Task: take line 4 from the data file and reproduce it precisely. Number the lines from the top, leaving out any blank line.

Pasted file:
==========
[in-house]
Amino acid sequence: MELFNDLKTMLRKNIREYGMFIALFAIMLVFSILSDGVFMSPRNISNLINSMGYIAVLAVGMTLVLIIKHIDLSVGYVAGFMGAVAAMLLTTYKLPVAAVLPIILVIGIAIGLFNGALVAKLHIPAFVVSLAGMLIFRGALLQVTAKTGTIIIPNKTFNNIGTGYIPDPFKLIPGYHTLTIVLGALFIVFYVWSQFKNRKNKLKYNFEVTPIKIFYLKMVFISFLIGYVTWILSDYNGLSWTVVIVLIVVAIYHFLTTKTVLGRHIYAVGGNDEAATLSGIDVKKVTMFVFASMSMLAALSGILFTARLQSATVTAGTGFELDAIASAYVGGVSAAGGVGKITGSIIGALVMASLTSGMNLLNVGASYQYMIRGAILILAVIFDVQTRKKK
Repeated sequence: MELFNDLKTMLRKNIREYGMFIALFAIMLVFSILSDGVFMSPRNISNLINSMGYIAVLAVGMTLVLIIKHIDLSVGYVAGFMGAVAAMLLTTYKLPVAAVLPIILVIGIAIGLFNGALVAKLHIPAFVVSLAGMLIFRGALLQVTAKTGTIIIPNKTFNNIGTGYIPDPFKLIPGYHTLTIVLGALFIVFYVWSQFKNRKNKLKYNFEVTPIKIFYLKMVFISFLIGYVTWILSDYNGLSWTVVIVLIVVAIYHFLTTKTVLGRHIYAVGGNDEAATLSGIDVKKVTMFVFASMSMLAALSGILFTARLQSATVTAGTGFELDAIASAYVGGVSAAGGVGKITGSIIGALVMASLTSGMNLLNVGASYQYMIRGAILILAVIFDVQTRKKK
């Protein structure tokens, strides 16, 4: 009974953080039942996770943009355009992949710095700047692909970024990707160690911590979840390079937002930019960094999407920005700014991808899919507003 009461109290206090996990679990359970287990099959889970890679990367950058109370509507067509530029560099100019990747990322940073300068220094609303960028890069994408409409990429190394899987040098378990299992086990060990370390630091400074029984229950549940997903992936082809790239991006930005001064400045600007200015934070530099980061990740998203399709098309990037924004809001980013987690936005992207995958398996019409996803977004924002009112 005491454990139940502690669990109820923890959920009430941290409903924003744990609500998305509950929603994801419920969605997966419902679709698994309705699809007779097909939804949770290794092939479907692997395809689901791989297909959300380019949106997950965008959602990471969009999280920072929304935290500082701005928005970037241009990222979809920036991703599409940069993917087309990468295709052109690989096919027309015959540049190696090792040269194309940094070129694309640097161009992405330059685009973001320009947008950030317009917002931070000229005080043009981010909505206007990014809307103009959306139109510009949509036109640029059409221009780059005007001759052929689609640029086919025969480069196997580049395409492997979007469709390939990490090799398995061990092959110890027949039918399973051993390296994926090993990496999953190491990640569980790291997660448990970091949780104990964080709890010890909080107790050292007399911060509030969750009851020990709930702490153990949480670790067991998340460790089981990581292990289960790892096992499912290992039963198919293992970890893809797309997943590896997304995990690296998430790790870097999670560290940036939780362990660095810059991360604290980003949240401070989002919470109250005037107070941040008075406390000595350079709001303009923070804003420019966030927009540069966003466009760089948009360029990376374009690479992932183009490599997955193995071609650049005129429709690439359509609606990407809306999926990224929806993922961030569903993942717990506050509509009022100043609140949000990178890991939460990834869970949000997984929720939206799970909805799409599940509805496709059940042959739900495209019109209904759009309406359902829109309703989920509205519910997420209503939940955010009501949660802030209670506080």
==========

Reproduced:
């Protein structure tokens, strides 16, 4: 009974953080039942996770943009355009992949710095700047692909970024990707160690911590979840390079937002930019960094999407920005700014991808899919507003 009461109290206090996990679990359970287990099959889970890679990367950058109370509507067509530029560099100019990747990322940073300068220094609303960028890069994408409409990429190394899987040098378990299992086990060990370390630091400074029984229950549940997903992936082809790239991006930005001064400045600007200015934070530099980061990740998203399709098309990037924004809001980013987690936005992207995958398996019409996803977004924002009112 005491454990139940502690669990109820923890959920009430941290409903924003744990609500998305509950929603994801419920969605997966419902679709698994309705699809007779097909939804949770290794092939479907692997395809689901791989297909959300380019949106997950965008959602990471969009999280920072929304935290500082701005928005970037241009990222979809920036991703599409940069993917087309990468295709052109690989096919027309015959540049190696090792040269194309940094070129694309640097161009992405330059685009973001320009947008950030317009917002931070000229005080043009981010909505206007990014809307103009959306139109510009949509036109640029059409221009780059005007001759052929689609640029086919025969480069196997580049395409492997979007469709390939990490090799398995061990092959110890027949039918399973051993390296994926090993990496999953190491990640569980790291997660448990970091949780104990964080709890010890909080107790050292007399911060509030969750009851020990709930702490153990949480670790067991998340460790089981990581292990289960790892096992499912290992039963198919293992970890893809797309997943590896997304995990690296998430790790870097999670560290940036939780362990660095810059991360604290980003949240401070989002919470109250005037107070941040008075406390000595350079709001303009923070804003420019966030927009540069966003466009760089948009360029990376374009690479992932183009490599997955193995071609650049005129429709690439359509609606990407809306999926990224929806993922961030569903993942717990506050509509009022100043609140949000990178890991939460990834869970949000997984929720939206799970909805799409599940509805496709059940042959739900495209019109209904759009309406359902829109309703989920509205519910997420209503939940955010009501949660802030209670506080």